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Dec 10, 2021
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Nike tries to block Adidas Primeknit shoe imports to US

Published
Dec 10, 2021

The patent wars concerning knitted upper shoes are still in full swing. Nike has requested that the U.S. International Trade Commission block imports of a range of Adidas shoes, which, according to the American sportswear giant, infringe patents related to the design of its lightweight Flyknit knitted footwear. 


Primeknit products could be blocked from entering the U.S. - Adidas


In a complaint filed on Wednesday, Nike claimed that 49 shoe models made by its German rival, which feature Primeknit technology that the American company alleges is similar to its own, infringe six Nike patents. 

The move is the latest development in a soon-to-be-10-year-long sparring match between the two sports and footwear titans. In 2012, Nike was the first to present its technology for knitted shoe uppers, which it dubbed Flyknit. According to the American company, Adidas introduced Primeknit five months later by copying its technology. Adidas, which presented its first Primeknit models during the London 2012 Olympic Games, argues that the technology had actually existed for a long time. Since then, the court cases have stacked up in Europe and the U.S., following the rhythm of Nike's complaints and Adidas' appeals. 

Last year, the German company failed in its attempts to invalidate two Nike patents in the U.S. Court of Appeals for the Federal Circuit. 

Nike has therefore stepped up its offensive maneuvers stateside as it aims to stop the sale of Primeknit products under the filing, In the Matter of Certain Knitted Footwear, No. 337-TA-3580, U.S. International Trade Commission.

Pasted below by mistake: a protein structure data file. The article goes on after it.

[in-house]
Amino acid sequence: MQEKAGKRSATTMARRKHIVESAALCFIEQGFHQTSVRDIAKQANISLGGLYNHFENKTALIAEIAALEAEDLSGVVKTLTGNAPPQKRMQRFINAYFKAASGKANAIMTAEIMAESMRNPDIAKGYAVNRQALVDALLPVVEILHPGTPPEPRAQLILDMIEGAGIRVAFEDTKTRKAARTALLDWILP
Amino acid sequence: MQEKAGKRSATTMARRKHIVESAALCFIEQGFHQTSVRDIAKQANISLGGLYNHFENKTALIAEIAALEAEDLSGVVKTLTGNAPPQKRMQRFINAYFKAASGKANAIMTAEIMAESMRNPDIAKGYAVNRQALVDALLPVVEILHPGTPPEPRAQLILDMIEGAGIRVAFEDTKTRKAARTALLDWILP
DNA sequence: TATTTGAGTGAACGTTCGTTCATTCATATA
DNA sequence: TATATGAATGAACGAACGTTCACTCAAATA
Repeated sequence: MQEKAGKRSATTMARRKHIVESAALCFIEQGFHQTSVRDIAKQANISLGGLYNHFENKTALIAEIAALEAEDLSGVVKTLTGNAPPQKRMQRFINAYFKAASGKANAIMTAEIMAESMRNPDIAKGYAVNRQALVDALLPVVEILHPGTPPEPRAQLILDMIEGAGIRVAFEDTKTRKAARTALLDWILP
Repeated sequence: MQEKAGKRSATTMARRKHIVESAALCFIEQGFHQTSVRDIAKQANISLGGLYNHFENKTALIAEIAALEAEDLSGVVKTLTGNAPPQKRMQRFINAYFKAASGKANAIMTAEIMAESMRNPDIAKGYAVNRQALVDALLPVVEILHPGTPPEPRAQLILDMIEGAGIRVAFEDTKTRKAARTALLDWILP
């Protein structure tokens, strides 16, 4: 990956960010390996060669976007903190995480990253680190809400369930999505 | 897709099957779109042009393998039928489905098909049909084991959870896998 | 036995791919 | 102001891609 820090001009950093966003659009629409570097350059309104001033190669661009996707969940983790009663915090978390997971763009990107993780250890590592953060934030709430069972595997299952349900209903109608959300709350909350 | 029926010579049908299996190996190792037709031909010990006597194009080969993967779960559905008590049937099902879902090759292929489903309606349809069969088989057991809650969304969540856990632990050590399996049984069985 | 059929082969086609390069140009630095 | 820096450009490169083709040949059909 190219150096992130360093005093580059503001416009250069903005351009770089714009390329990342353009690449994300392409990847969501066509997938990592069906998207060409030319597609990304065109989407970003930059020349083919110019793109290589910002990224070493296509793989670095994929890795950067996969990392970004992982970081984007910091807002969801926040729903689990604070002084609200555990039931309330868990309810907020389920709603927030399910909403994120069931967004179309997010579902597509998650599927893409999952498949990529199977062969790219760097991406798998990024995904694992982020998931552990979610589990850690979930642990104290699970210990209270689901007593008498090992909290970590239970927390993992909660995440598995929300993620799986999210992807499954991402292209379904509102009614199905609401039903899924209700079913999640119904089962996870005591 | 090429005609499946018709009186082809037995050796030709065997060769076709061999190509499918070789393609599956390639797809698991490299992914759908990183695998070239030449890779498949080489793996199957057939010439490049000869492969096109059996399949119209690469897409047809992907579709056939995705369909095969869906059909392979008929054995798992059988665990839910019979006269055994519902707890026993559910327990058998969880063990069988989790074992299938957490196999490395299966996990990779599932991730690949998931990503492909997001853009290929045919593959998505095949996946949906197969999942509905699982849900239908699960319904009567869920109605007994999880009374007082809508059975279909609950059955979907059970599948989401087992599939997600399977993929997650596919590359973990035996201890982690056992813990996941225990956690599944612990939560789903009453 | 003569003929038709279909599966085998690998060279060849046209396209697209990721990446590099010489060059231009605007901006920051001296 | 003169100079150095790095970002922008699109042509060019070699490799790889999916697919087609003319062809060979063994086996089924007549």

An Adidas spokesperson stated in an email that the company is analyzing the complaint and will defend itself against the allegations, adding that the group's Primeknit technology "resulted from years of dedicated research."

Nike and its attorney, Christopher Renk, of Arnold & Poter Kaye Scholer, did not immediately respond to a request for comment. 

According to Nike's complaint, its Flyknit technology is a new way of manufacturing shoe uppers, allowing the company to create footwear that "excels in performance, design and aesthetics while reducing materials and waste."

Nike uses this technology to make both lifestyle and performance products, notably for running, basketball and soccer. The company further highlights that superstar athletes, such as LeBron James and Cristiano Ronaldo, wear Flyknit shoes.

The Adidas shoes that allegedly infringe Nike's patents include leisure shoes, soccer cleats, running shoes and hiking boots, and are part of the brand's Ultraboost, Terrex and X Speedflow ranges, among others.

With Reuters

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